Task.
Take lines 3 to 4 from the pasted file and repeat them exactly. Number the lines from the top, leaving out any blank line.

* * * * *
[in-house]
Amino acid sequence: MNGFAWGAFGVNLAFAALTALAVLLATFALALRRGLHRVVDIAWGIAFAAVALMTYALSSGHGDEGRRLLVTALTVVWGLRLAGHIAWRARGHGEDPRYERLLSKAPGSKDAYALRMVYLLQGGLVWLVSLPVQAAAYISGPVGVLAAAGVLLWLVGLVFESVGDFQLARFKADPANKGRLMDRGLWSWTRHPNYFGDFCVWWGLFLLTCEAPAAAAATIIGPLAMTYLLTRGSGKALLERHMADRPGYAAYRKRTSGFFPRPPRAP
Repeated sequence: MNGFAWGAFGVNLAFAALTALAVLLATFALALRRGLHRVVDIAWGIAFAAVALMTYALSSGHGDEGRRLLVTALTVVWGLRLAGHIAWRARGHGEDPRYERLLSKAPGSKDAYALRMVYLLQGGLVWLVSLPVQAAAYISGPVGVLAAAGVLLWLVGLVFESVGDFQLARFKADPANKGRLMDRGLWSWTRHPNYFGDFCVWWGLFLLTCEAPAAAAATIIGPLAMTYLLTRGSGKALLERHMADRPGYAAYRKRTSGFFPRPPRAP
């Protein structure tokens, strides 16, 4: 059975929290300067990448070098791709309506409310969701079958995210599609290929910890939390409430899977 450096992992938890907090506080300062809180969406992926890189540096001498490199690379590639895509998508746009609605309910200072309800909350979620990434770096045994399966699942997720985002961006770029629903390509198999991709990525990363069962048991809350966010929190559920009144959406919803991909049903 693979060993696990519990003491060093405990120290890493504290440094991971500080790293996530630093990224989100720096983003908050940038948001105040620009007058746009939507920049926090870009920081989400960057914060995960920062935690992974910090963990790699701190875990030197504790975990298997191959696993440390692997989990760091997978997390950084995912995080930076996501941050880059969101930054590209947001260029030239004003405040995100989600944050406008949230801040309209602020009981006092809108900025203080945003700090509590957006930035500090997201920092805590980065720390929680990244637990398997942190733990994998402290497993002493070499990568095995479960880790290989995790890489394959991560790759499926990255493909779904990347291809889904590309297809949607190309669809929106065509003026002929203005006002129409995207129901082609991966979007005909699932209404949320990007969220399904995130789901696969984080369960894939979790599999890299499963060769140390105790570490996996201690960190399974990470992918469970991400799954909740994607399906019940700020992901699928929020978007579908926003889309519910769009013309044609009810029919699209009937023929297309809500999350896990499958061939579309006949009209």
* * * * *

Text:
Repeated sequence: MNGFAWGAFGVNLAFAALTALAVLLATFALALRRGLHRVVDIAWGIAFAAVALMTYALSSGHGDEGRRLLVTALTVVWGLRLAGHIAWRARGHGEDPRYERLLSKAPGSKDAYALRMVYLLQGGLVWLVSLPVQAAAYISGPVGVLAAAGVLLWLVGLVFESVGDFQLARFKADPANKGRLMDRGLWSWTRHPNYFGDFCVWWGLFLLTCEAPAAAAATIIGPLAMTYLLTRGSGKALLERHMADRPGYAAYRKRTSGFFPRPPRAP
């Protein structure tokens, strides 16, 4: 059975929290300067990448070098791709309506409310969701079958995210599609290929910890939390409430899977 450096992992938890907090506080300062809180969406992926890189540096001498490199690379590639895509998508746009609605309910200072309800909350979620990434770096045994399966699942997720985002961006770029629903390509198999991709990525990363069962048991809350966010929190559920009144959406919803991909049903 693979060993696990519990003491060093405990120290890493504290440094991971500080790293996530630093990224989100720096983003908050940038948001105040620009007058746009939507920049926090870009920081989400960057914060995960920062935690992974910090963990790699701190875990030197504790975990298997191959696993440390692997989990760091997978997390950084995912995080930076996501941050880059969101930054590209947001260029030239004003405040995100989600944050406008949230801040309209602020009981006092809108900025203080945003700090509590957006930035500090997201920092805590980065720390929680990244637990398997942190733990994998402290497993002493070499990568095995479960880790290989995790890489394959991560790759499926990255493909779904990347291809889904590309297809949607190309669809929106065509003026002929203005006002129409995207129901082609991966979007005909699932209404949320990007969220399904995130789901696969984080369960894939979790599999890299499963060769140390105790570490996996201690960190399974990470992918469970991400799954909740994607399906019940700020992901699928929020978007579908926003889309519910769009013309044609009810029919699209009937023929297309809500999350896990499958061939579309006949009209």